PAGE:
Having spent far too much time dealing w/ academics, I’ve had the time to gain a few opinins via both good and awful experiences.
The Bad Stuff
Bad teachers can kill your will to learn. There were plenty of classes where I realized how little work was needed and I was able to make better use of my time by hitting the library or preparing for other classes. Classes that expect little from their students will get that back in return. You learn to see who is actually burning calories trying to communicate and who is filling in the hours, or even worse doing damage to your will to learn. There’s a trait you can see for those who have the gift of appearing knowledgeable but there’s a pretty shallow pond to that knowledge and you realize that they know more about how to keep their job than how to teach.
Way too much focus on academic wanking and arguemnts about nonsense. They can be fun, but looking back they were mostly empty calories.
The Good Stuff
access to time
I never had a much time as I did as a student. Even when taking 18 hours of classes and working 2-3 jobs there was always extra time comparing to working 40+ hours in a straight job, maintaining a relationship and taking care of a home. This was a greatest time to look into every interest I had and dive into whatever I wanted at the library.
access to materials
While not as relevant now, having access to a well stocked studio for 80 hours or so a week was fantastic for me. I spent more time at the studio then I did my own home and was really the only time I felt that I learned anything applicable about music. During my senior year while still balancing a job and prepping for a senior composition recital I spent as much time as possible in the studio, trying every plugin, microphone, instrument possible to learn what will work. The great side affect was in these early days of digital recording gave me plenty of time to learn how to troubleshoot. I learned how to break problems down into the smallest components and think logically through the issue.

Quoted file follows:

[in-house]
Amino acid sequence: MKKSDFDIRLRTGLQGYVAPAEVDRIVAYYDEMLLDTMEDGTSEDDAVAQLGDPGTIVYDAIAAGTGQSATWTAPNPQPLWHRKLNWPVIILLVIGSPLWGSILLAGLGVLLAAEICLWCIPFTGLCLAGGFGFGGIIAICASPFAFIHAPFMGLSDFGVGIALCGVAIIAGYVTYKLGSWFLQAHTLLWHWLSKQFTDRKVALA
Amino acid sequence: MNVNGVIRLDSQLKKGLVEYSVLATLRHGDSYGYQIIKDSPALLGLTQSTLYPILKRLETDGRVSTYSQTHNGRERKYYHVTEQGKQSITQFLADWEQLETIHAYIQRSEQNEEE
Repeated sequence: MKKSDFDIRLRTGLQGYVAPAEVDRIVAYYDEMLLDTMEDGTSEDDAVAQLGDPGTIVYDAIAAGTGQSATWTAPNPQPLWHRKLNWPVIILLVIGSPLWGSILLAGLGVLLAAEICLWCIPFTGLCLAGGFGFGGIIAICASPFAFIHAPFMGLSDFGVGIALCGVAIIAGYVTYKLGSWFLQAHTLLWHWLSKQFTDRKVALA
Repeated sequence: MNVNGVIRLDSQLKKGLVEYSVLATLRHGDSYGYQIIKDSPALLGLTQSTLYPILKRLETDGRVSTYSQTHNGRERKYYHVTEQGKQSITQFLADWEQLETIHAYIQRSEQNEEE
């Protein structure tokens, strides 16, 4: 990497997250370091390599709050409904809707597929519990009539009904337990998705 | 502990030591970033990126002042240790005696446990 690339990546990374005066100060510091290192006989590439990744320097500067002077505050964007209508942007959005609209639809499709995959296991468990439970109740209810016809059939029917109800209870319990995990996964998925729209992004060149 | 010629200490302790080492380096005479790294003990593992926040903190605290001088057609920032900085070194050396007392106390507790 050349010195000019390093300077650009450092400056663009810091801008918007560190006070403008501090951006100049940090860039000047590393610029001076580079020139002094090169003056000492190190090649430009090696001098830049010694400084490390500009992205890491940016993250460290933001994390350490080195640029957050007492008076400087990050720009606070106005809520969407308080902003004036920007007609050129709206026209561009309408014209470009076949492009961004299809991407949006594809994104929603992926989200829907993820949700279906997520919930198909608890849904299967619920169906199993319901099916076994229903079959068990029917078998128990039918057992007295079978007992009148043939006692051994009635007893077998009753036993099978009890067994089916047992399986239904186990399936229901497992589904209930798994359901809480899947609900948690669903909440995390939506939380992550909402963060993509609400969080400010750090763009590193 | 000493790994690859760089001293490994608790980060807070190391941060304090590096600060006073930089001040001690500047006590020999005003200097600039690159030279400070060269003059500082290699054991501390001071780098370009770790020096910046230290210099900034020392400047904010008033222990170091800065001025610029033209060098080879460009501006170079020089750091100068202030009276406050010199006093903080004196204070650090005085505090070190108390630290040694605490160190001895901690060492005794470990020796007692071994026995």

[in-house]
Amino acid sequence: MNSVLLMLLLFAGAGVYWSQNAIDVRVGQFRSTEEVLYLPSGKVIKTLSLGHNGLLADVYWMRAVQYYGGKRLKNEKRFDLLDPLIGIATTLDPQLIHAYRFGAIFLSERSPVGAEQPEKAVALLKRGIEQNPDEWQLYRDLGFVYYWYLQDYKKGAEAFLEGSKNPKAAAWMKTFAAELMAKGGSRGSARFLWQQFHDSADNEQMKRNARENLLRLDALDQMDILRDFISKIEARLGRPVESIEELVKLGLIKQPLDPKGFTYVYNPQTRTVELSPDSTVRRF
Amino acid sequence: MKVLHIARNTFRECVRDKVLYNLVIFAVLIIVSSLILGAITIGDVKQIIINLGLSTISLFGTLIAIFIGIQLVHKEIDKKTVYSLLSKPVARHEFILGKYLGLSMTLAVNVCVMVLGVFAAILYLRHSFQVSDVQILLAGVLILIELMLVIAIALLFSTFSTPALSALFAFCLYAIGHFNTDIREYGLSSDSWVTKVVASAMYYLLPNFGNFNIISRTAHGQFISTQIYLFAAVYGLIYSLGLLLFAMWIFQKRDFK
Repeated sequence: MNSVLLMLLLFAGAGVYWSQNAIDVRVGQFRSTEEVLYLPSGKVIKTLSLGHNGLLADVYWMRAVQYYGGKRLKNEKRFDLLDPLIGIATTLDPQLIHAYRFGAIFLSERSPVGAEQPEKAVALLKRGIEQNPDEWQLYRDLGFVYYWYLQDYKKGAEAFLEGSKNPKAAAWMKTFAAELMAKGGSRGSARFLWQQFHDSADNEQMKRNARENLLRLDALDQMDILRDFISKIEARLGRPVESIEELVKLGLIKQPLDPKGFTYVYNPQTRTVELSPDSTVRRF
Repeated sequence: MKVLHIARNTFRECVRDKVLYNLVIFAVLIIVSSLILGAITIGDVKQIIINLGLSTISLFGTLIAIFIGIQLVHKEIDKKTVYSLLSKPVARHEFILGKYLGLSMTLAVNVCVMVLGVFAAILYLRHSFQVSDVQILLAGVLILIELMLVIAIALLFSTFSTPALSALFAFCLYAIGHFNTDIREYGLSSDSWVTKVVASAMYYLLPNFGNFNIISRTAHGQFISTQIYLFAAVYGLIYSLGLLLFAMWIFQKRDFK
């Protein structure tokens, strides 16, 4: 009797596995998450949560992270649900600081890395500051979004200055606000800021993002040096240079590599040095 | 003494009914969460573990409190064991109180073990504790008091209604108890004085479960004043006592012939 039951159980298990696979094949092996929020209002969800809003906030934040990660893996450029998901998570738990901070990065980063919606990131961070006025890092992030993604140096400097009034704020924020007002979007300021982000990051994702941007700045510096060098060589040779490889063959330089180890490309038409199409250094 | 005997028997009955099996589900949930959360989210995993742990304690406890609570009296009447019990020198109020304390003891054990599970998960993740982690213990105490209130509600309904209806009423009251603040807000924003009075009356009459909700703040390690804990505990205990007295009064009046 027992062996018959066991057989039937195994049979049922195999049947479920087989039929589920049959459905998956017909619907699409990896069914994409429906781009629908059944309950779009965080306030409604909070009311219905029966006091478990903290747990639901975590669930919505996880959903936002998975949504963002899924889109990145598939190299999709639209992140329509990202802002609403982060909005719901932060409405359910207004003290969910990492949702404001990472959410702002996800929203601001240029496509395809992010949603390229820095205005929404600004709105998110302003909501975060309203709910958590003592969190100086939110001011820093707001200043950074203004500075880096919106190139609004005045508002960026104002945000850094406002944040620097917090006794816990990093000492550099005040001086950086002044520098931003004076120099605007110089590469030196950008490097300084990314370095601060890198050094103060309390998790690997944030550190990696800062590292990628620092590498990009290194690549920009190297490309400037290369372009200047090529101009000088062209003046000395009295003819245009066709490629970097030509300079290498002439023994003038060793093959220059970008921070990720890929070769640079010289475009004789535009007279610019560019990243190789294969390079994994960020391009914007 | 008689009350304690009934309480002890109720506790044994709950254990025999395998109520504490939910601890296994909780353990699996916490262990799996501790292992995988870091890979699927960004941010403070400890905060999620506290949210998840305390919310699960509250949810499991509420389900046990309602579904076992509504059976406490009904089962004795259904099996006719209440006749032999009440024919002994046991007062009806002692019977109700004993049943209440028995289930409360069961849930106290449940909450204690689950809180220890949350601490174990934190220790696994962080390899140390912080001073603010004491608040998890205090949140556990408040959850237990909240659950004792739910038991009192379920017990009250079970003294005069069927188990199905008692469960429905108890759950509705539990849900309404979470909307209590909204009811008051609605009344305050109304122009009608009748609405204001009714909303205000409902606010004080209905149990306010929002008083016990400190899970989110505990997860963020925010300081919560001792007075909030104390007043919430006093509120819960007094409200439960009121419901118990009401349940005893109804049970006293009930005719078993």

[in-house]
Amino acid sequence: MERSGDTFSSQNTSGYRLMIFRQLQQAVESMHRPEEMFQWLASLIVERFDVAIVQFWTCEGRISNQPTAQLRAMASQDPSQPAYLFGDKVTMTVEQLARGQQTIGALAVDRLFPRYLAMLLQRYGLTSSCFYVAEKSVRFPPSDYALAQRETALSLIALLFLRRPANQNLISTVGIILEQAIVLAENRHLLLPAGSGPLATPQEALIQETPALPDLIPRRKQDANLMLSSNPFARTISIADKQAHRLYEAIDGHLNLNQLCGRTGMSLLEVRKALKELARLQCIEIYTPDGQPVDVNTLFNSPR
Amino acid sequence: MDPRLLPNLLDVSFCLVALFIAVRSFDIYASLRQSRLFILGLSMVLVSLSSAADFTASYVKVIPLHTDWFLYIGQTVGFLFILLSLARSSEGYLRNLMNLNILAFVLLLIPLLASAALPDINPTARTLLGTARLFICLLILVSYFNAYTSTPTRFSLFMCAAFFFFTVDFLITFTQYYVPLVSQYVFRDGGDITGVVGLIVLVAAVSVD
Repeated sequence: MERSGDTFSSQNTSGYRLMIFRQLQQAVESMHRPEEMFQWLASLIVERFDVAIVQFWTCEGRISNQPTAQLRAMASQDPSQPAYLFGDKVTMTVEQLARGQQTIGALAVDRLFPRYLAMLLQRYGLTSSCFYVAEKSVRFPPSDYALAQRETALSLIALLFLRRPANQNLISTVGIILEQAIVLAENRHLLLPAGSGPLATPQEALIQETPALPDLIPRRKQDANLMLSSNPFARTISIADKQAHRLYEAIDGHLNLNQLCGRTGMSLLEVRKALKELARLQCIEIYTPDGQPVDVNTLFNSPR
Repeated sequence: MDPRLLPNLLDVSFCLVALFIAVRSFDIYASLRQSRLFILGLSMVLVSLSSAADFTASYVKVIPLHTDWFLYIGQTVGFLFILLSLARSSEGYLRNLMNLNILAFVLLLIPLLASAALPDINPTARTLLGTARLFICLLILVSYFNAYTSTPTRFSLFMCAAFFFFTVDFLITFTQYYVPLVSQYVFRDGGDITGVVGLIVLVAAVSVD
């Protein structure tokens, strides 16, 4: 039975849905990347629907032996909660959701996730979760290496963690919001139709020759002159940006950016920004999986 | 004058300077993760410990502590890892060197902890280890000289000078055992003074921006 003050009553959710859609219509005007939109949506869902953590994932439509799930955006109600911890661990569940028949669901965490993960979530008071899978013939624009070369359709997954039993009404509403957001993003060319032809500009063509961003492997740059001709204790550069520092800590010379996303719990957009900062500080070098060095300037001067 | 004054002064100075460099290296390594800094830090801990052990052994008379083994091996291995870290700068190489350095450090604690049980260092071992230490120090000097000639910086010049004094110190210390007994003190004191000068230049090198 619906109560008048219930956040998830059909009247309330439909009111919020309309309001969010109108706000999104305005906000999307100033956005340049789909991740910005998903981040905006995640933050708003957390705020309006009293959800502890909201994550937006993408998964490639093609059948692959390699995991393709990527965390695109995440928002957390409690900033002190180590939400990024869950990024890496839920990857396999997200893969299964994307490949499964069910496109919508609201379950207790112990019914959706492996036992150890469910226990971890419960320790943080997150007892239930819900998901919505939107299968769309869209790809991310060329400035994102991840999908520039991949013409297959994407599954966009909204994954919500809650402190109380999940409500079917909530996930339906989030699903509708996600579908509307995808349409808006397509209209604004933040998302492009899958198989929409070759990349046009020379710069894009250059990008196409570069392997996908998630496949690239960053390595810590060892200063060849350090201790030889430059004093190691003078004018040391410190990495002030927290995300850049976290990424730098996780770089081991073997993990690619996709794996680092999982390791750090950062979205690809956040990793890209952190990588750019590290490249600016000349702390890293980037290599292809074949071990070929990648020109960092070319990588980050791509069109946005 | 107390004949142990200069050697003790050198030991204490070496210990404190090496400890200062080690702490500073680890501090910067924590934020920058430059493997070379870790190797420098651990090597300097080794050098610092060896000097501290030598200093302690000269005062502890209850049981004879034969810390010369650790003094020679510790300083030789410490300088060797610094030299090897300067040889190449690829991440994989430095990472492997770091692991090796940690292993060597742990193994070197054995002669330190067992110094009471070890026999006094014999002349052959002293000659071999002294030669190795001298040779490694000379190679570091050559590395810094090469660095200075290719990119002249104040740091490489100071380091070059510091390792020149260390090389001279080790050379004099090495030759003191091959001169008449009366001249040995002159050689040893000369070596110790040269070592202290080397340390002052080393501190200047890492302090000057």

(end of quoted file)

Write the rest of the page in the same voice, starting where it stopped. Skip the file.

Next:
I had a few, not enough. The good ones changed the way I thought and the bad ones taught me how to sniff out BS. You learn to see who is actually burning calories tring to communicate and who is filling in the hours, or even worse doing damage to your will to learn.
College was a pretty normal distribution in terms of ass kicking. The first couple of years were tough. Having never really gotten out of a small town, it was a bit overwhealming. Once I came to grips with the environment I buried myself in work, pushing myself as far as possible in terms of missing sleep by never workouts. I was able to reign it in after awhile and managed to focus more on what truly needed to get done. Through my senior year of college and the year-and-a-half of grad school I felt that I really made progress and pushed myself as far as possible. This was the feeling I was looking for when I went back to school for a PhD (enormous bust) and even a second masters (very expensive bust).
It’s good to remember that these waves come and go and do the same in any work environment. After a couple of years of crappy jobs I think I’m at a place where I can kick ass again for awhile.